Currie Cup lessons learnt …

Which of the victorious Lions Currie Cup side would be picked to play in a Bok Test team to play against New Zealand next week? Sure it would depend on who the coach was, but there would be no riots on Joburg if not a single player out of the match 22 were selected!

Yet they hammered the Bok filled Sharks 42-16 in the most emphatic Absa Currie Cup final victory since 1980 at the Coke Tin on Saturday …

As said yesterday, it’s a great Currie Cup story that will add to the folklore of this magnificent tournament … The Lions, and coach John Mitchell deserve all the credit that comes their way. I also suggested that South Africa should learn the necessary lessons from this tale …

So what are these lessons?

The returning Rugby World Cup Springboks should probably not have played in the Currie Cup this year … Apart from not exactly helping Western Province or the Sharks causes, it changed the character of the tournament – and more importantly speaks to the over reliance on big name players, and the fear SA coaches have of working with the next level of talent.

It may be sad, but the Currie Cup will survive without the Springboks. And it has to because next year’s extended Super Rugby tournament, incoming tour, new Four Nations tournament and End of Year Bok tour means that the Boks will not play a single Currie Cup game …

So most Currie Cup coaches need to accept that they will not be working with many of their Super Rugby players, and use the opportunity to develop the next tier of talent.

The implementation of central contracting of players by SARU, as is done in New Zealand, would see a better spread of players round the country, and a fairer “Downsizing” of squads during the Currie Cup.

It was forced on him given his lack of returning Boks, but John Mitchell treated the Lions side as his finished product that just needed a little polishing, while Alister Coetzee and John Plumtree often spoke of the missing players. Treat players like second class citizens and they will play like second class citizens …

Develop your own talent! WP buying in Gerhardt van den Heever and Joe Pietersen, and keeping Bryan Habana while losing the likes of Francois Hougaard, Josh Strauss, Johann Sadie, JJ Engelbrecht and Tim Whitehead is beyond unacceptable. The Lions saying cheers to Jano Vermaak and having faith in Michael Bondesio is the way forward.

If players are selected, managed and coached well, South African teams can play the more attacking ball in hand modern style of rugby. If we carry on coaching the same way, we will carry on playing the same way. But if we take the time to coach players to pass to their right, and aim for gaps rather than people, then look to offload rather than go to ground, we can play a better brand of rugby …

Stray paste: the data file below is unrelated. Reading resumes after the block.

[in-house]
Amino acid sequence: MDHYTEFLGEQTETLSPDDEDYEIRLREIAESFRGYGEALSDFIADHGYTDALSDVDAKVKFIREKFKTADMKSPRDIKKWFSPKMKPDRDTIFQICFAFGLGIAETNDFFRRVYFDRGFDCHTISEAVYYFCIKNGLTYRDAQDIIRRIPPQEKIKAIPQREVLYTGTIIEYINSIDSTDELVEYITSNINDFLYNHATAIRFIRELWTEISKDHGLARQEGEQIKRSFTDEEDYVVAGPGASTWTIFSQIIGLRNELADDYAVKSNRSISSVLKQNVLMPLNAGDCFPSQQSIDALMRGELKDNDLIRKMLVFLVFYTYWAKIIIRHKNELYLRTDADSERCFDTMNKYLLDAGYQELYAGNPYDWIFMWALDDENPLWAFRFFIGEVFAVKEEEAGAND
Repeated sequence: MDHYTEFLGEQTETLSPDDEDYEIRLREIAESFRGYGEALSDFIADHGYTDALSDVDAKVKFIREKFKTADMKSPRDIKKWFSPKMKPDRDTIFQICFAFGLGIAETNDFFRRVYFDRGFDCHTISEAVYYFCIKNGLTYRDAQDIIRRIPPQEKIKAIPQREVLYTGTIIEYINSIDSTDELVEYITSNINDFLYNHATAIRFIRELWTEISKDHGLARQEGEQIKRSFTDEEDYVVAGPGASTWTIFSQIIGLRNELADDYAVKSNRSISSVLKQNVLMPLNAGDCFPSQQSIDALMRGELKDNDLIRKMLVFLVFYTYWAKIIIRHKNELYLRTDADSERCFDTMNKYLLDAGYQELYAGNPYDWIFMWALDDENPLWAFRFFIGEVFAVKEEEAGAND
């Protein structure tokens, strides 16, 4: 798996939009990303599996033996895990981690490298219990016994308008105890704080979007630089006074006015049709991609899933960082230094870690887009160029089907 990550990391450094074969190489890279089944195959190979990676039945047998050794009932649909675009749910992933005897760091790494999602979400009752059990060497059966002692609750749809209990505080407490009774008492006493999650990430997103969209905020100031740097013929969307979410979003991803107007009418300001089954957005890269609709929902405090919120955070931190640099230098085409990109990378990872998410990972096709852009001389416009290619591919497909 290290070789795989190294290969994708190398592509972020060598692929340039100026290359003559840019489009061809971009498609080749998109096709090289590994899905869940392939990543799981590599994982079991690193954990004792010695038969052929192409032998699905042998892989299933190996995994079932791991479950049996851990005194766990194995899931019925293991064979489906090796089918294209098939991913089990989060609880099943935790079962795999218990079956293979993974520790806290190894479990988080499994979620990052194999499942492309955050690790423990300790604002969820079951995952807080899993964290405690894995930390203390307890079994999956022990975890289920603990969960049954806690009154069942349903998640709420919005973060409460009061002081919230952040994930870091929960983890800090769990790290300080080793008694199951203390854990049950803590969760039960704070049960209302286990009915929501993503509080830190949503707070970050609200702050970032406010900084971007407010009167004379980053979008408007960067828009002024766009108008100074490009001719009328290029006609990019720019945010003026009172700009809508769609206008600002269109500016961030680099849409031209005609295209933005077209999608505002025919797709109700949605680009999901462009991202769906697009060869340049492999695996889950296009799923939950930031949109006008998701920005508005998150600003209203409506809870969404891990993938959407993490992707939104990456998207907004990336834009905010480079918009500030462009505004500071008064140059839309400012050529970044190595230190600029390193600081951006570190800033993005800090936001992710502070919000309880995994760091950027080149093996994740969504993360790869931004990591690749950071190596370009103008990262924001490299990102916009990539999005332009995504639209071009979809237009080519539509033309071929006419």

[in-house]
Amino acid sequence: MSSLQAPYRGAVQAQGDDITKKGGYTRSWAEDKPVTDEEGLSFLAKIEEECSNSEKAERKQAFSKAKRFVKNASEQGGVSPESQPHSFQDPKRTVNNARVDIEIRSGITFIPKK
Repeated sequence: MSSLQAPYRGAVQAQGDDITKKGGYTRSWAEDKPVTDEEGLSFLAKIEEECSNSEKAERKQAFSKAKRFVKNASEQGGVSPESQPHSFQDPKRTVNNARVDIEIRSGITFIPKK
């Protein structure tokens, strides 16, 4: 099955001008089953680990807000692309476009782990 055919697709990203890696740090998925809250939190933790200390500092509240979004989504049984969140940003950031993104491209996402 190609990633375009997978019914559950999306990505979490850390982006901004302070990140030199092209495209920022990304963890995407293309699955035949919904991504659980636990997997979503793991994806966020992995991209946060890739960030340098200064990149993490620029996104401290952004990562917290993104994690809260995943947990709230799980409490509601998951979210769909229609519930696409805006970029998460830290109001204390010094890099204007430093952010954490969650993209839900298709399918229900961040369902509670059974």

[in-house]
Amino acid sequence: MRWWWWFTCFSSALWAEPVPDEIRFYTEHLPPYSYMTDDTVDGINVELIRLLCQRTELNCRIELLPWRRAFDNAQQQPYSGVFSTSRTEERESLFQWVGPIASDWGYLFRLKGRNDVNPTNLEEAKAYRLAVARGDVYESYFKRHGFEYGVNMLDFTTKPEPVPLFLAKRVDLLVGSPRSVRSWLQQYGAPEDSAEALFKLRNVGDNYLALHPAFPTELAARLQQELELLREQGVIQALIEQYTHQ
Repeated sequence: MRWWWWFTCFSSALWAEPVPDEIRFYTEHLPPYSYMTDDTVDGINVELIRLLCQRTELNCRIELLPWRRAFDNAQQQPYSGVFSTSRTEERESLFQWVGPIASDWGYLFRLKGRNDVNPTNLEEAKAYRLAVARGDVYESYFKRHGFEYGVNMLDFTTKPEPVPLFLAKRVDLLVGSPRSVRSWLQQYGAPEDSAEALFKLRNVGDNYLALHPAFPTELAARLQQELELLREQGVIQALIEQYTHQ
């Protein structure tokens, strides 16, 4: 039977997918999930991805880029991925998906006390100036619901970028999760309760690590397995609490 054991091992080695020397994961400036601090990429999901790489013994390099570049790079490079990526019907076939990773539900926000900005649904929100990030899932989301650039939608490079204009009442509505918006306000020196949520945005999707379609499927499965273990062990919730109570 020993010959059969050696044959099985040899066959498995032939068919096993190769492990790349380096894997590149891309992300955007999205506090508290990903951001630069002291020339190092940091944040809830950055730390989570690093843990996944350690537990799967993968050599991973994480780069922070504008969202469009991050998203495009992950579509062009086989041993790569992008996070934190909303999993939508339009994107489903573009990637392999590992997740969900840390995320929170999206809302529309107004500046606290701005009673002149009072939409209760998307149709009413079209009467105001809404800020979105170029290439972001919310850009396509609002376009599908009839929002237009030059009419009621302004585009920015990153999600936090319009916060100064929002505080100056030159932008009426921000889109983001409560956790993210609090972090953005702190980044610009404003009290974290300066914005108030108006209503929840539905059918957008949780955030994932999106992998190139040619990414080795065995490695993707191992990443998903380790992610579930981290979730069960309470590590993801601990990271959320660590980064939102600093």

The Currie Cup is a very different animal to Super Rugby, and the Lions will need to prove they can carry this form into the international arena next February, but SARU will have to look elsewhere for a side to cull in order to make space for their beloved EP Kings.

  • The above piece appeared as a column on Sport24 on Monday 31 October

3 Responses to “Currie Cup lessons learnt …”

  1. TheGreenMan (@TheGreenMan_SA) Says:

    Great post Tank. I firmly believe, and agree with you, that the major problem sits with how we coach. I have said this before, and as a Grey old boy there is obviously a little bias, but the way our top schools coach is the way to go.

    All you need to do is watch a highlights package on youtube of the Ebersohn twins playing for Grey 1st XV in 2007 to realise that something is lost from one level to the next. Now obviously the step up to senior is substantial but surely some of those core attacking elements can remain?

  2. frontrowgrunt Says:

    Yep Gareth (correct?) … Too true … For a few years though, that type of game could not be played at the highest level, but the game has evolved to such an extent that it is now the modern game … Players are faster and more skilled. Also less of the experience needed in the modern game, and more of the youthful exuberance

  3. TheGreenMan (@TheGreenMan_SA) Says:


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